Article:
Someone on [H]ardForum suggested this to me:
    auto eth0
    iface eth0 inet static
    address 192.168.0.199
    network 192.168.0.0 <----192.168.0.1
    netmask 255.255.255.0
    broadcast 192.168.0.1 <----192.168.0.255
    gateway 192.168.0.1
    post-down ip addr flush dev eth0

    EDIT2: /etc/conf.d/ doesn't exist. :(
    servera:~# cd ../etc/conf.d
    bash: cd: ../etc/conf.d: No such file or directory

    EDIT3: /etc/resolv.conf
    #nameserver 127.0.0.1
    nameserver 208.67.222.222
    nameserver 208.67.220.220
    I should probably set it back to nameserver 127.0.0.1.. I set it to those two nameservers (OpenDNS) sometime last week and forgot about it. :silly:

    EDIT4: Actually I think, maybe (have to test it out if the HardForum advice doesn't succeed) I have to set nameserver 192.168.0.1.

    EDIT5: /etc/dhcpd.conf
    subnet 10.128.0.0 netmask 255.128.0.0 {
    range 10.128.0.2 10.128.0.254;
    default-lease-time 86400;
    max-lease-time 2592000;
    option broadcast-address 10.255.255.255;
    option domain-name-servers ServerA;
    option routers ServerA;
    option subnet-mask 255.255.0.0;
    option time-servers ServerC;
    option netbios-name-servers ServerC;
    }

    subnet 10.0.0.0 netmask 255.255.255.0 {
    option domain-name "company.com";
    option broadcast-address 10.255.255.255;
    option domain-name-servers ServerC;
    option routers ServerA;
    option subnet-mask 255.0.0.0;
    option time-servers ServerC;
    default-lease-time 0;
    max-lease-time 0;
    option broadcast-address 10.0.0.255;
    }

    subnet 127.0.0.0 netmask 255.255.255.0 {
    option domain-name "company.com";
    default-lease-time 0;
    }
  • mfillpotmfillpot Posts: 2,180
    Firewall - First off it looks like the firewall wasn't specific enough and lacks some necessary values including specifying interfaces, and it looks like it is is not using NAT or even specifying the interfaces for the forwarding to occur, if you are interested in using NAT to hide the internal network details then checkout http://www.revsys.com/writings/quicktips/nat.html for simple instructions for forwarding and NAT use. In all, it really does look like it is time for you to review the entire firewall and rewrite it from scratch to fulfill your current needs.

    IP addresses - the recommendation to change the broadcast and network address on eth0 is correct.

    Nameservers - you can tell the server to use the router or a preferred outside server like google or opendns, that is your choice.

    DHCP - I don't really understand why you have three subnets listed, I think that may be confusing the dhcpd server. Have you set the bootup options to tell dhcpd to only listen for requests on a specific interface such as on http://tldp.org/HOWTO/DHCP/x369.html ?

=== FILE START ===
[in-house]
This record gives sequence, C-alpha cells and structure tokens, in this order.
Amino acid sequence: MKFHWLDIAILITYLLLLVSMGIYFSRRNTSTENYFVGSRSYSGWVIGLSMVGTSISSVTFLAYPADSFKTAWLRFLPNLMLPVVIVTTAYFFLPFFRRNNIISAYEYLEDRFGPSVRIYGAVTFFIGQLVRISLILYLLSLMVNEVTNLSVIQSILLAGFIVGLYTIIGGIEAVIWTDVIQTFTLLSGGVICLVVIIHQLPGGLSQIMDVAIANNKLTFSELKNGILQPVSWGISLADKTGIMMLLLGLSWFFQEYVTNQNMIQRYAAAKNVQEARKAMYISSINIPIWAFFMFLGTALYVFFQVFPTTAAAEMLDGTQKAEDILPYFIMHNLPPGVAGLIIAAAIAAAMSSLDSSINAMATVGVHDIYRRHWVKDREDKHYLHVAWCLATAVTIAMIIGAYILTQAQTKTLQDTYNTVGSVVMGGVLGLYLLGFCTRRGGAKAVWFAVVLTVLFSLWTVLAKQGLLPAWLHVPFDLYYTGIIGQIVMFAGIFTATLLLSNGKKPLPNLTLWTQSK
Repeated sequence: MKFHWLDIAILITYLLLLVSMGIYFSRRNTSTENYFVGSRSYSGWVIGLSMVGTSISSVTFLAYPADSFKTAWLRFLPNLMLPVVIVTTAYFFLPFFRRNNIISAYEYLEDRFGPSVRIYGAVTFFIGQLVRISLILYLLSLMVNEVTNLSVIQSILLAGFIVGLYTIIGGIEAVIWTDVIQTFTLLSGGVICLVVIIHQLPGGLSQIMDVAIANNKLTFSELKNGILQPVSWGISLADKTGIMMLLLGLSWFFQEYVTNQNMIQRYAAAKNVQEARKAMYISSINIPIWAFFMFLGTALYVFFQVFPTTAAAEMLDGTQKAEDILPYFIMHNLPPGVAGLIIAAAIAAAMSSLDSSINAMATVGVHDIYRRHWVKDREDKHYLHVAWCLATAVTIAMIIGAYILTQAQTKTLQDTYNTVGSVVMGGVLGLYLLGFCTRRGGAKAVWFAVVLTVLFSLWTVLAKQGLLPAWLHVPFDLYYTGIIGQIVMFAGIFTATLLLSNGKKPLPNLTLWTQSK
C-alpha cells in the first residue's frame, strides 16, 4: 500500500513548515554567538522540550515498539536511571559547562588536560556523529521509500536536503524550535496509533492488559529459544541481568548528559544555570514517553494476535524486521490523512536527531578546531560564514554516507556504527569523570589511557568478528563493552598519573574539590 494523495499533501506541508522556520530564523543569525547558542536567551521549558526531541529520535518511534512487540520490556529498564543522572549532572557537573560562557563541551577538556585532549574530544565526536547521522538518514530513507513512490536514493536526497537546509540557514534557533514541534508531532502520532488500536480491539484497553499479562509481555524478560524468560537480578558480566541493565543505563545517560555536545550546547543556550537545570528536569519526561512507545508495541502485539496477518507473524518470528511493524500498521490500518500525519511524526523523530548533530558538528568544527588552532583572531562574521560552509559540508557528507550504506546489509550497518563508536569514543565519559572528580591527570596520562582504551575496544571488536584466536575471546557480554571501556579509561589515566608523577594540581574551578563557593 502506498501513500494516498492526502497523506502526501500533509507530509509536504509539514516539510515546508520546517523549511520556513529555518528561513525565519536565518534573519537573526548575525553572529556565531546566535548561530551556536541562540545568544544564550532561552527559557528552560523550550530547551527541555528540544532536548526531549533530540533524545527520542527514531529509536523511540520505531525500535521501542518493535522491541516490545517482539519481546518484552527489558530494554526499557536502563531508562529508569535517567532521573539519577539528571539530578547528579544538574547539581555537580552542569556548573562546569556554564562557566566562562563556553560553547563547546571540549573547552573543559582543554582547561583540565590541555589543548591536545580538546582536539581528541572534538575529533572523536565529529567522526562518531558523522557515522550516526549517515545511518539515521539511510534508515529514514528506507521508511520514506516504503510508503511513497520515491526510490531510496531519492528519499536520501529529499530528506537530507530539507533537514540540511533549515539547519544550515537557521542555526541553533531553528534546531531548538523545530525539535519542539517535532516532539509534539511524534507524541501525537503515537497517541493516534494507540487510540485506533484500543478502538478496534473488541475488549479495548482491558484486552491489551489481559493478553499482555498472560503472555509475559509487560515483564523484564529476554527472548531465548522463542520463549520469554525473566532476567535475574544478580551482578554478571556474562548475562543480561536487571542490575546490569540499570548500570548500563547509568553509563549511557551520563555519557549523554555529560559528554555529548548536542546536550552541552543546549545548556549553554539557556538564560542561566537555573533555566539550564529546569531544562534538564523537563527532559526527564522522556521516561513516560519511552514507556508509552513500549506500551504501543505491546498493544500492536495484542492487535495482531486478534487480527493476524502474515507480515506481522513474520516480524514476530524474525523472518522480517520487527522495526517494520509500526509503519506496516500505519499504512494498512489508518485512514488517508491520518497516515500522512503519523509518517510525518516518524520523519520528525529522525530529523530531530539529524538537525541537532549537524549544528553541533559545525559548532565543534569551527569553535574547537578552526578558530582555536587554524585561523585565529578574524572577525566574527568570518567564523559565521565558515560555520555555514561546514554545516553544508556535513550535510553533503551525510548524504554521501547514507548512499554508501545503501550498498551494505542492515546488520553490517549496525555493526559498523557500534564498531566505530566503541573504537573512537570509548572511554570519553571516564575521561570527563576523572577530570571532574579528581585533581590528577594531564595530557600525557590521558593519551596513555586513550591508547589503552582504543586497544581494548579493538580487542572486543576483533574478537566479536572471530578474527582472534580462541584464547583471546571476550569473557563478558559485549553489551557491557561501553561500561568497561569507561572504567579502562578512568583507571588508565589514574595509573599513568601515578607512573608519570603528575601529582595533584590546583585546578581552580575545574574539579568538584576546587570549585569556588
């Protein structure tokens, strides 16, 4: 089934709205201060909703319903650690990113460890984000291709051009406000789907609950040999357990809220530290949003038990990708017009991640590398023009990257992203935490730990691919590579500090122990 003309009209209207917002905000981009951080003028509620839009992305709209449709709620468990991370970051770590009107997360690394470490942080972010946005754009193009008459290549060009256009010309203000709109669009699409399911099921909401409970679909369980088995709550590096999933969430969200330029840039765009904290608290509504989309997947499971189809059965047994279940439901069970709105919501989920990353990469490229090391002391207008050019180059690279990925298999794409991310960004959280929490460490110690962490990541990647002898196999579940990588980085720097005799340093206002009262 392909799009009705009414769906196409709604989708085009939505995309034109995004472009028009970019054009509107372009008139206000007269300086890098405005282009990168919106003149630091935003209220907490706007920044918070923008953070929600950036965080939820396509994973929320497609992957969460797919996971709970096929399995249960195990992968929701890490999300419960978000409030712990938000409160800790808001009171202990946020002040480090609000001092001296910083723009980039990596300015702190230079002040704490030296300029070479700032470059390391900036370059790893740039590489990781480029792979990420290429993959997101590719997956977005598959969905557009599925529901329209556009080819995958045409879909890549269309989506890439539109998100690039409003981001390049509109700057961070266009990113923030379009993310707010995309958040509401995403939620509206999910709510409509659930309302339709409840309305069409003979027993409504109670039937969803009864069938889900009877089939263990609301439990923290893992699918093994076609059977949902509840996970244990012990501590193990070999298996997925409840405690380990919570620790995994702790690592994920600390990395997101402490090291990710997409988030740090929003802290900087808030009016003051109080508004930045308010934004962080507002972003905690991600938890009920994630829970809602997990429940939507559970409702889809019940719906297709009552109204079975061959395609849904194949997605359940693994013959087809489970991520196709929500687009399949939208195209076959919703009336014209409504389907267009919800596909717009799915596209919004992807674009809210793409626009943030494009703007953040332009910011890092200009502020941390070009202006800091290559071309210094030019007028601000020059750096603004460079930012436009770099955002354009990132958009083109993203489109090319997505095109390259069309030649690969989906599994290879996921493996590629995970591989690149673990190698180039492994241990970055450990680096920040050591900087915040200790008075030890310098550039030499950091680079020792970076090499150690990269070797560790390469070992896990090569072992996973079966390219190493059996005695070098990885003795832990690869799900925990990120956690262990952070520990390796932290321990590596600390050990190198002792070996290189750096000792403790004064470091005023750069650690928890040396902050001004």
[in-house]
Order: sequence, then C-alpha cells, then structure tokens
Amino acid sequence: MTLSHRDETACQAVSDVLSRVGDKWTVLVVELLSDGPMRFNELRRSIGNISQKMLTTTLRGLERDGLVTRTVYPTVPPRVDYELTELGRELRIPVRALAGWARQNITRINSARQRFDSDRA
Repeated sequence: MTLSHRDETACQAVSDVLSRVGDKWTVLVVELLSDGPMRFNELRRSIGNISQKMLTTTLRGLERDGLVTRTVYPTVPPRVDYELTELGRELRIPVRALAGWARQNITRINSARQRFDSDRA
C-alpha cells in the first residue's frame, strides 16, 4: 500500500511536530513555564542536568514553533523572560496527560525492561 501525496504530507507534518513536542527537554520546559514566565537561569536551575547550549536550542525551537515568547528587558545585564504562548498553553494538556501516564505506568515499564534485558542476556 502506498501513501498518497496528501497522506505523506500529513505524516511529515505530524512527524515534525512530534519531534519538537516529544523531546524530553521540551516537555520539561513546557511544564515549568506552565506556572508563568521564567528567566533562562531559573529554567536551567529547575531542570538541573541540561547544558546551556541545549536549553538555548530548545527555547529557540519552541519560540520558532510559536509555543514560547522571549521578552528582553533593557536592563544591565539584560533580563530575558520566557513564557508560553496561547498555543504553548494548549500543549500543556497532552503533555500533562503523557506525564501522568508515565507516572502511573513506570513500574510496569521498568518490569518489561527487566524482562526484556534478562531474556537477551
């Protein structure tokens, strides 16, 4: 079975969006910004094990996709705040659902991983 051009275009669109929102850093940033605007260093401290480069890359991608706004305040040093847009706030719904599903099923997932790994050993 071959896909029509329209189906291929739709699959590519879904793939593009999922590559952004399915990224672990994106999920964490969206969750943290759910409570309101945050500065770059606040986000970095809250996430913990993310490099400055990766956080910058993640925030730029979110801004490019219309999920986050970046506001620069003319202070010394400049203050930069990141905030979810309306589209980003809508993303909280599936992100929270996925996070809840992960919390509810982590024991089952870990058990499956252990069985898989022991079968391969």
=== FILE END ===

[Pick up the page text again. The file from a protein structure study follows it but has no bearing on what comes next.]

Also, can you tell us what Linux disto and version you are using so we know where the various files should reside? In addition I would like to know if the firewall was setup with a tool or if it is based on a scripted file?
  • mfillpotmfillpot Posts: 2,180
    After looking a bit further into the firewall rules it does appear there are some redundant rules and stale rules from old subnet that will need to be removed.

    Again, if you are not serving any external services from inside eth1 consider using NAT.
  • Also, can you tell us what Linux disto and version you are using so we know where the various files should reside?
    servera:/proc# cat version
    Linux version 2.4.29 ([email protected]) (gcc version 2.95.4 20011002 (Debian prerelease)) #1 Sat Jan 22 09:14:41 CST 2005
    In addition I would like to know if the firewall was setup with a tool or if it is based on a scripted file?
    I have no idea. As I mentioned before (or thought I did :D), the previous sysadmin left virtually no documentation of his network setup and stuff. The only kinds of "documents" we have are manuals for business software (which I think is totally irrelevant here, and you'll probably agree).
    DHCP - I don't really understand why you have three subnets listed, I think that may be confusing the dhcpd server. Have you set the bootup options to tell dhcpd to only listen for requests on a specific interface such as on tldp.org/HOWTO/DHCP/x369.html ?
    Not sure what to say other than that it appears that unassigned machines will attain a 10.0.0.x IP address. Otherwise, if they are written in some file with their MacID and hostname, they will be assigned a manually entered static IP. I think 10.0.2.x was meant to belong to office workstations, and 10.0.1.x to warehouse workstations, but that's just an educated guess based on the IPs all the workstations get (yeah, I made a beautiful network map in Visio).